On Dec. 26, 2004, a magnitude 9.1 earthquake rocked the bottom of the Indian Ocean off the coast of Indonesia, releasing the energy equivalent of 23,000 Hiroshima-level atomic bombs. If the damage had been contained to the seafloor, it wouldn't have been a big deal. But the powerful quake displaced a tremendous amount of water, sending massive waves of destruction surging toward surrounding coastlines [source: National Geographic].
As tsunami waves measuring no more than a foot (30 centimeters) high swept stealthily across the open ocean, people in surrounding countries went about their daily routines. But soon, strange things began to happen. Some people reported that the ocean was rapidly receding while others heard a roar like a jet engine. As the waves pushed closer to shore they grew taller, reaching as high as 98 feet (30 meters) before crashing onto homes, cars and people in low-lying areas [source: Paris et al.].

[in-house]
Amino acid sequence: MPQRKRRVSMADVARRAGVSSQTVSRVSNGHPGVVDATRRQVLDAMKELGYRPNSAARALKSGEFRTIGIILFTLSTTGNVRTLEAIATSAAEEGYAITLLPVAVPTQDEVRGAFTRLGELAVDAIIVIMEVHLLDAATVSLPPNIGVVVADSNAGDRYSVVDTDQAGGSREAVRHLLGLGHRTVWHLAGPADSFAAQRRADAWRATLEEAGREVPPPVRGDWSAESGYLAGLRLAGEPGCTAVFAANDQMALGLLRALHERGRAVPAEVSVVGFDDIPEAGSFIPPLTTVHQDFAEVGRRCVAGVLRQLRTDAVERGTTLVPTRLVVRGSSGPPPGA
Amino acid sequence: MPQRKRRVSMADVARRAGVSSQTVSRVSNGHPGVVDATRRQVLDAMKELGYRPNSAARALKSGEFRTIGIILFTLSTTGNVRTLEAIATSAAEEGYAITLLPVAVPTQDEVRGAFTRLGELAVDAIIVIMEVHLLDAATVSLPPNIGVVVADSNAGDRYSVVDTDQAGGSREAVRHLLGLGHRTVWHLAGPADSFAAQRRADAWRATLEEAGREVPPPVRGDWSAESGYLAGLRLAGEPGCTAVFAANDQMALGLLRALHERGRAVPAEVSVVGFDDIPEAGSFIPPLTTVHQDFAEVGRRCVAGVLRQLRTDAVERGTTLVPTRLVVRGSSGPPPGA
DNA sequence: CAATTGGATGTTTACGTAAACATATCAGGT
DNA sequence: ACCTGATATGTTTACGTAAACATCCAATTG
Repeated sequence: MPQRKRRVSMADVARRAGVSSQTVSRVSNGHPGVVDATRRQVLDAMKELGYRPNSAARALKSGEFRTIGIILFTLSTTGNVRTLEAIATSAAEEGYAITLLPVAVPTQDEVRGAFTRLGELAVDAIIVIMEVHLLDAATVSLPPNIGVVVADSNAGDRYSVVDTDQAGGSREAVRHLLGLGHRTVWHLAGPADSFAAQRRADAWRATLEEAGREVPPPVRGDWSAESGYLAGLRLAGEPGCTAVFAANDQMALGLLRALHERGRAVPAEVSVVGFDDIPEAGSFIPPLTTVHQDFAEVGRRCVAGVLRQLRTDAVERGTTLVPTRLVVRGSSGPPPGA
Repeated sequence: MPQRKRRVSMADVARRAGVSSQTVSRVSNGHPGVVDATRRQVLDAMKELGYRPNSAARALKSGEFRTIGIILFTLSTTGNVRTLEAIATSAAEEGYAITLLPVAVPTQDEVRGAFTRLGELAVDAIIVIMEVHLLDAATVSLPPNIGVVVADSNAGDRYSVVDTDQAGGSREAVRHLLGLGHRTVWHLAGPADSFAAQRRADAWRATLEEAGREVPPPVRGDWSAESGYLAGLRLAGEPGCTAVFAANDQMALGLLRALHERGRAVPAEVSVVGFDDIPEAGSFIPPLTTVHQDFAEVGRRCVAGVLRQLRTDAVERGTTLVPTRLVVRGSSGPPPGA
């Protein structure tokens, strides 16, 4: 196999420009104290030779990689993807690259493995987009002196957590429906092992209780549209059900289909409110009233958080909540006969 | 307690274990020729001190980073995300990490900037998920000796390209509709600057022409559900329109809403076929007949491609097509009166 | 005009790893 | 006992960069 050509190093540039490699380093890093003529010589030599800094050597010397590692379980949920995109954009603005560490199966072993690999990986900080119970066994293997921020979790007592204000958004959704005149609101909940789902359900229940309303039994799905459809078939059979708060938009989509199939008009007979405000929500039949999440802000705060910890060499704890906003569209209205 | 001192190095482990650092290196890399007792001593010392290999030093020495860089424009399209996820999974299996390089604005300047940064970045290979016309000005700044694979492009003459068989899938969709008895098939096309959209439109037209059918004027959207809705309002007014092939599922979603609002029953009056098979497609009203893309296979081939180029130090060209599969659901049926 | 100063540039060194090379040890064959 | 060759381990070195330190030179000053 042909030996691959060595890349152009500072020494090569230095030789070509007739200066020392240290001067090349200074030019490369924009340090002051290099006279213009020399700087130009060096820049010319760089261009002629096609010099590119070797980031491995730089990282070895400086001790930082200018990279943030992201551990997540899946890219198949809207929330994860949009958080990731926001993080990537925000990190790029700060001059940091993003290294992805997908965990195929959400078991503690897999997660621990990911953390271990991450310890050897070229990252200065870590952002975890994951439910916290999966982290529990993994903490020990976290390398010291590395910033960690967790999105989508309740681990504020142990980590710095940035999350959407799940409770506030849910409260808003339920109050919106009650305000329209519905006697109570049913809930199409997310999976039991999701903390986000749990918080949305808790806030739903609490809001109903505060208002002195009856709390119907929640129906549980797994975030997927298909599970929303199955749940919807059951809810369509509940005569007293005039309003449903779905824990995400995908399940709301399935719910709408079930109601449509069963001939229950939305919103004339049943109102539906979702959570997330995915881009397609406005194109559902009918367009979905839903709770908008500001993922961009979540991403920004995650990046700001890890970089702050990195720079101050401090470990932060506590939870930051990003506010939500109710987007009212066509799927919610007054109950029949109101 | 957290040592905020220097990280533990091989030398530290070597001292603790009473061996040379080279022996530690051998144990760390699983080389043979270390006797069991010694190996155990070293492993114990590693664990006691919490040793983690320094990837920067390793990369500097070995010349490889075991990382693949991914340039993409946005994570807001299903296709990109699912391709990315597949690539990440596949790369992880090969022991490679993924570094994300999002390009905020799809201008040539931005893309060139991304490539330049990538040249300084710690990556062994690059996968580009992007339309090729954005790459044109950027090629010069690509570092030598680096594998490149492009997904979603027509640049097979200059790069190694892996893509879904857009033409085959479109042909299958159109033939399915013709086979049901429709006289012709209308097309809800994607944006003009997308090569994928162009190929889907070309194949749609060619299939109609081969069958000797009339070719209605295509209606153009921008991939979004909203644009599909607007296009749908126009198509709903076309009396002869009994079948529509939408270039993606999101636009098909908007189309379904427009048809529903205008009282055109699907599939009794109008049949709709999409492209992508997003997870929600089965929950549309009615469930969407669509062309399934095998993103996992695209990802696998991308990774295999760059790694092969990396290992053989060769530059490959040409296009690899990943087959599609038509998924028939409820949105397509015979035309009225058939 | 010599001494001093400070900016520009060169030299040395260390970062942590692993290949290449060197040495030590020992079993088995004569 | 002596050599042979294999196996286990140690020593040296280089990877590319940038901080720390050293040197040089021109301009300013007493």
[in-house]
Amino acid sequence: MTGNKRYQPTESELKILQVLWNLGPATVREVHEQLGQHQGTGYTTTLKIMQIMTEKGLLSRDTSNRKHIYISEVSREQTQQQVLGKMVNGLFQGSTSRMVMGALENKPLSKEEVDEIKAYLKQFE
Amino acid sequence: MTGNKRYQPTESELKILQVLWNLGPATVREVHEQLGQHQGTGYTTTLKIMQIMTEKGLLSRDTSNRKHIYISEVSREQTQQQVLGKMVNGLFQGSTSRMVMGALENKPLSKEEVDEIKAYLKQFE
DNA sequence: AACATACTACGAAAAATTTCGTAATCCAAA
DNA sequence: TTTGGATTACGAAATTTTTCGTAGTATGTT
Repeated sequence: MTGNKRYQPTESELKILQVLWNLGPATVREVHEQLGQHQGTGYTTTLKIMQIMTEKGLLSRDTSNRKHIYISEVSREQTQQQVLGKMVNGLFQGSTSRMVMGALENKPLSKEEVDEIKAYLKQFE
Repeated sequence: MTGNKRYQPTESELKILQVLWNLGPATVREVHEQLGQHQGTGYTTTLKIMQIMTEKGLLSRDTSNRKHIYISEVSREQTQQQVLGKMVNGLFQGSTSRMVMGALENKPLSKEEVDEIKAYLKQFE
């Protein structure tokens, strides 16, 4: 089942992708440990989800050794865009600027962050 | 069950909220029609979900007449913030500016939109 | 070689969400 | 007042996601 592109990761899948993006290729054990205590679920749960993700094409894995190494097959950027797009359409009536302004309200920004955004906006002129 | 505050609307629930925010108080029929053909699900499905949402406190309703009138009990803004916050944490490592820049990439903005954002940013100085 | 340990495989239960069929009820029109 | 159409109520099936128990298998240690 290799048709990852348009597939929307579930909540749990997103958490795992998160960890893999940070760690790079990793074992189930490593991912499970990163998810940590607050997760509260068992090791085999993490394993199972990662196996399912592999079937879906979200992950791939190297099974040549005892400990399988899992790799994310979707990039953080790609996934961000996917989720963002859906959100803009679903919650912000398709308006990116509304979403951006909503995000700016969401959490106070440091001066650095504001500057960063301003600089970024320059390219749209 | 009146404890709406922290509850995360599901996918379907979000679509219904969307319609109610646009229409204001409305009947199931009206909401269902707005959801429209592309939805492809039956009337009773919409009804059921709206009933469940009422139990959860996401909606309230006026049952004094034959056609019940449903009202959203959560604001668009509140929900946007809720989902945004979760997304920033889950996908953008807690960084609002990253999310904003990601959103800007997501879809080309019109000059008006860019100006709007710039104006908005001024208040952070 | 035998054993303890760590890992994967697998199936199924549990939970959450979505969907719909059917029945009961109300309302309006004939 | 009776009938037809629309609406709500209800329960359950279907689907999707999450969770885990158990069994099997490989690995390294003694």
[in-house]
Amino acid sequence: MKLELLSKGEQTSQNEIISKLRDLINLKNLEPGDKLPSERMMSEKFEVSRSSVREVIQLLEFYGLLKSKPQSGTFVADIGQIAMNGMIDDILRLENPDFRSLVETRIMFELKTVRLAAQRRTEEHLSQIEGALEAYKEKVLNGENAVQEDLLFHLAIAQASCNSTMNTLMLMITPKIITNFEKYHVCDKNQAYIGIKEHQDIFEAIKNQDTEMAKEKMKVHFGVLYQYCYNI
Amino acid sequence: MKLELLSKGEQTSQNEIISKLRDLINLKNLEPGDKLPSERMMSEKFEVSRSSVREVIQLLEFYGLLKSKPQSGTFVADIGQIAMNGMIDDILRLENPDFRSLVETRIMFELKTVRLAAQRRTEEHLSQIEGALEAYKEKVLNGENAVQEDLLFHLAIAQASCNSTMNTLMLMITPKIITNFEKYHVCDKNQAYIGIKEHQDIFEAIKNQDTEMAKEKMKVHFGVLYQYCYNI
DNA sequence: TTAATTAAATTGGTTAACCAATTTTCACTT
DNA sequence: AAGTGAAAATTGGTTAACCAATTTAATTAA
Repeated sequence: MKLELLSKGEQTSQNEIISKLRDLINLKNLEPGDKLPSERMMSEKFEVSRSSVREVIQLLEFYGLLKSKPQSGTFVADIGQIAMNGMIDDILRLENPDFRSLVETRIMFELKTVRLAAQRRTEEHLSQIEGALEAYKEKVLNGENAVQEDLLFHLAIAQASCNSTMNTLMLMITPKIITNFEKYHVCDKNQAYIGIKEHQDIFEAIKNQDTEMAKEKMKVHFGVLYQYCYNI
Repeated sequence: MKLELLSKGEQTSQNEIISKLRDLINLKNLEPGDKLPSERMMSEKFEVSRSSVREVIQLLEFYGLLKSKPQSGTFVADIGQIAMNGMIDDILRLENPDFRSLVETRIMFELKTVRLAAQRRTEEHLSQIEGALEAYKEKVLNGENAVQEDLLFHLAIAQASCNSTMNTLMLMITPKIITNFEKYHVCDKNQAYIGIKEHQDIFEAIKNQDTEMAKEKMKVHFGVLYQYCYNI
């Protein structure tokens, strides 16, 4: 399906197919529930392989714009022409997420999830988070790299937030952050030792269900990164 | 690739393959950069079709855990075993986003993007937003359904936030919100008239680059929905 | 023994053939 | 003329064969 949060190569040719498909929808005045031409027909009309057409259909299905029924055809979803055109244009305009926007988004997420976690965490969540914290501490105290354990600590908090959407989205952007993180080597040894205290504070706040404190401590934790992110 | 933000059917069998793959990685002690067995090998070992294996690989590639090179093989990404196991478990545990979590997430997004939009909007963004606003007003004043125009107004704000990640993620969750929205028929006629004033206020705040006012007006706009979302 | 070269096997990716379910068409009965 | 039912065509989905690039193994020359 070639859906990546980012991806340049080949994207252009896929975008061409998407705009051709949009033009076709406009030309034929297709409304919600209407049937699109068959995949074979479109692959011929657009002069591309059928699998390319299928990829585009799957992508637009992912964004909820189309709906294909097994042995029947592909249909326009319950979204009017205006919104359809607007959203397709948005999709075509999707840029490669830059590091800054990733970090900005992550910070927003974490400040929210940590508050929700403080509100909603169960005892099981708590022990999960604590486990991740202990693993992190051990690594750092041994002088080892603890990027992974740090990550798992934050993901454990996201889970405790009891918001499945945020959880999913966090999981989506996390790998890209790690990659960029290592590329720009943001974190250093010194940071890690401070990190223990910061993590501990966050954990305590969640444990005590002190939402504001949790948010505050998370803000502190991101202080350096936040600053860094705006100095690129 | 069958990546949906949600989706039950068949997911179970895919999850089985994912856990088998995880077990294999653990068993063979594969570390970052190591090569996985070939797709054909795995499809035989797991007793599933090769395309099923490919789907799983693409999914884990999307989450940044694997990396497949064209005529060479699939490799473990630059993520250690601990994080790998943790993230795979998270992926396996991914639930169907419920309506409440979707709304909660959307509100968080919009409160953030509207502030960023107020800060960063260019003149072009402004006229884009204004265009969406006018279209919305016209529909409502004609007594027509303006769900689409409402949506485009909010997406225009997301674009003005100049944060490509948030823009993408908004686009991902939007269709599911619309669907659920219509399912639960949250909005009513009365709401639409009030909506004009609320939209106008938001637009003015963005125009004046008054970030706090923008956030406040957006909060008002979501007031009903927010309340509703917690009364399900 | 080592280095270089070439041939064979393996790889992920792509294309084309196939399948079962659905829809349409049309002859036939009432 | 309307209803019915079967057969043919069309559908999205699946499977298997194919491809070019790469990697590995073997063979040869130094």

Most victims were caught completely off guard because the Indian Ocean region didn't have a tsunami warning system in place. When the waters receded, they left behind 230,000 victims in 15 countries and $14 billion in property damage [source: Kuhne]. It was the deadliest tsunami in recorded history.